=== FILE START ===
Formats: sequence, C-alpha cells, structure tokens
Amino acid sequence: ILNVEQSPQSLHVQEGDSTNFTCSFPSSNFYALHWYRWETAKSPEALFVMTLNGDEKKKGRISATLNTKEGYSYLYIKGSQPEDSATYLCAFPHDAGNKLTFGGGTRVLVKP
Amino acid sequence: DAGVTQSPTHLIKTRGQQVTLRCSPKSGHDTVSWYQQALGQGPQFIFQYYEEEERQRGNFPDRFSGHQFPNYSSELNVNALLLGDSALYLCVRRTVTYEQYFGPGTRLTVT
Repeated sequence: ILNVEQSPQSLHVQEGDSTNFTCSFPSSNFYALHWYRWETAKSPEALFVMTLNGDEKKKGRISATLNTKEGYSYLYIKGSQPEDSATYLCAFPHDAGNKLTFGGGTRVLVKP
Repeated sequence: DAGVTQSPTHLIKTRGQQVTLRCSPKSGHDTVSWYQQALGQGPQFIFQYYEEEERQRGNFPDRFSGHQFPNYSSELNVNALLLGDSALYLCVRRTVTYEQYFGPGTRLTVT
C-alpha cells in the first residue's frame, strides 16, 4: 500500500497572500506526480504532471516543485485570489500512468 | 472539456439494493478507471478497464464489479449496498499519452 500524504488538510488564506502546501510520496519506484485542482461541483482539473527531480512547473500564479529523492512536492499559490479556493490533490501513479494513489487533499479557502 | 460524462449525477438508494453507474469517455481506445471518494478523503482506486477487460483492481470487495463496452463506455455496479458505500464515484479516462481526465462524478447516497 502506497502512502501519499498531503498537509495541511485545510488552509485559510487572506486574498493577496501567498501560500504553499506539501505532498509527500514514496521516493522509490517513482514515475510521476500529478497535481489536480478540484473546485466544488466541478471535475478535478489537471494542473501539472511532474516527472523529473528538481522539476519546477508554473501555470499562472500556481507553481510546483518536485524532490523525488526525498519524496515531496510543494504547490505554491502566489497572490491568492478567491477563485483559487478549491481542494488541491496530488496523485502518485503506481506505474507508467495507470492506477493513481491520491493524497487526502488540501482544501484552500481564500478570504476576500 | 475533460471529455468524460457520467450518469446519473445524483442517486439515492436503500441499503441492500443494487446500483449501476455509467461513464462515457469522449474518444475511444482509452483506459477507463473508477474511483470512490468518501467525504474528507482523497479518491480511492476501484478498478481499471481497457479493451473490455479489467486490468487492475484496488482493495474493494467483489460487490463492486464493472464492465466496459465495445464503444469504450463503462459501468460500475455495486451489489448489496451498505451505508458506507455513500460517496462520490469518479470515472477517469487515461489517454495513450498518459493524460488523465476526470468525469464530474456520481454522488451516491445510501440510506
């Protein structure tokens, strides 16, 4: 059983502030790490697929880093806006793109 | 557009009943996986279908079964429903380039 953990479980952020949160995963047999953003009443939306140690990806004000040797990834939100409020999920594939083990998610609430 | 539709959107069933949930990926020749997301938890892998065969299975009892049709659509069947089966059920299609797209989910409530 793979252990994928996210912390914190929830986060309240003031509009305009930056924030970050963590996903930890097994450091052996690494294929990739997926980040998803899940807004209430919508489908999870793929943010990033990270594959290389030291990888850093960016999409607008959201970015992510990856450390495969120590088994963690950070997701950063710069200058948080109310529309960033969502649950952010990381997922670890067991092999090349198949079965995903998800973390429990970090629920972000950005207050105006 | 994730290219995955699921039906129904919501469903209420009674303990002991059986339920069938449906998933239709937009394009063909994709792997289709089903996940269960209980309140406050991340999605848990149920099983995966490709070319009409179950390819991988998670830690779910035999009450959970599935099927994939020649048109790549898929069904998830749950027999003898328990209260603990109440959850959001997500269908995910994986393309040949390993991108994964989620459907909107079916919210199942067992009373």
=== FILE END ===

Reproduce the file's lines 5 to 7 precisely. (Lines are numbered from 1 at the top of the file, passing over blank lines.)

Repeated sequence: DAGVTQSPTHLIKTRGQQVTLRCSPKSGHDTVSWYQQALGQGPQFIFQYYEEEERQRGNFPDRFSGHQFPNYSSELNVNALLLGDSALYLCVRRTVTYEQYFGPGTRLTVT
C-alpha cells in the first residue's frame, strides 16, 4: 500500500497572500506526480504532471516543485485570489500512468 | 472539456439494493478507471478497464464489479449496498499519452 500524504488538510488564506502546501510520496519506484485542482461541483482539473527531480512547473500564479529523492512536492499559490479556493490533490501513479494513489487533499479557502 | 460524462449525477438508494453507474469517455481506445471518494478523503482506486477487460483492481470487495463496452463506455455496479458505500464515484479516462481526465462524478447516497 502506497502512502501519499498531503498537509495541511485545510488552509485559510487572506486574498493577496501567498501560500504553499506539501505532498509527500514514496521516493522509490517513482514515475510521476500529478497535481489536480478540484473546485466544488466541478471535475478535478489537471494542473501539472511532474516527472523529473528538481522539476519546477508554473501555470499562472500556481507553481510546483518536485524532490523525488526525498519524496515531496510543494504547490505554491502566489497572490491568492478567491477563485483559487478549491481542494488541491496530488496523485502518485503506481506505474507508467495507470492506477493513481491520491493524497487526502488540501482544501484552500481564500478570504476576500 | 475533460471529455468524460457520467450518469446519473445524483442517486439515492436503500441499503441492500443494487446500483449501476455509467461513464462515457469522449474518444475511444482509452483506459477507463473508477474511483470512490468518501467525504474528507482523497479518491480511492476501484478498478481499471481497457479493451473490455479489467486490468487492475484496488482493495474493494467483489460487490463492486464493472464492465466496459465495445464503444469504450463503462459501468460500475455495486451489489448489496451498505451505508458506507455513500460517496462520490469518479470515472477517469487515461489517454495513450498518459493524460488523465476526470468525469464530474456520481454522488451516491445510501440510506
């Protein structure tokens, strides 16, 4: 059983502030790490697929880093806006793109 | 557009009943996986279908079964429903380039 953990479980952020949160995963047999953003009443939306140690990806004000040797990834939100409020999920594939083990998610609430 | 539709959107069933949930990926020749997301938890892998065969299975009892049709659509069947089966059920299609797209989910409530 793979252990994928996210912390914190929830986060309240003031509009305009930056924030970050963590996903930890097994450091052996690494294929990739997926980040998803899940807004209430919508489908999870793929943010990033990270594959290389030291990888850093960016999409607008959201970015992510990856450390495969120590088994963690950070997701950063710069200058948080109310529309960033969502649950952010990381997922670890067991092999090349198949079965995903998800973390429990970090629920972000950005207050105006 | 994730290219995955699921039906129904919501469903209420009674303990002991059986339920069938449906998933239709937009394009063909994709792997289709089903996940269960209980309140406050991340999605848990149920099983995966490709070319009409179950390819991988998670830690779910035999009450959970599935099927994939020649048109790549898929069904998830749950027999003898328990209260603990109440959850959001997500269908995910994986393309040949390993991108994964989620459907909107079916919210199942067992009373």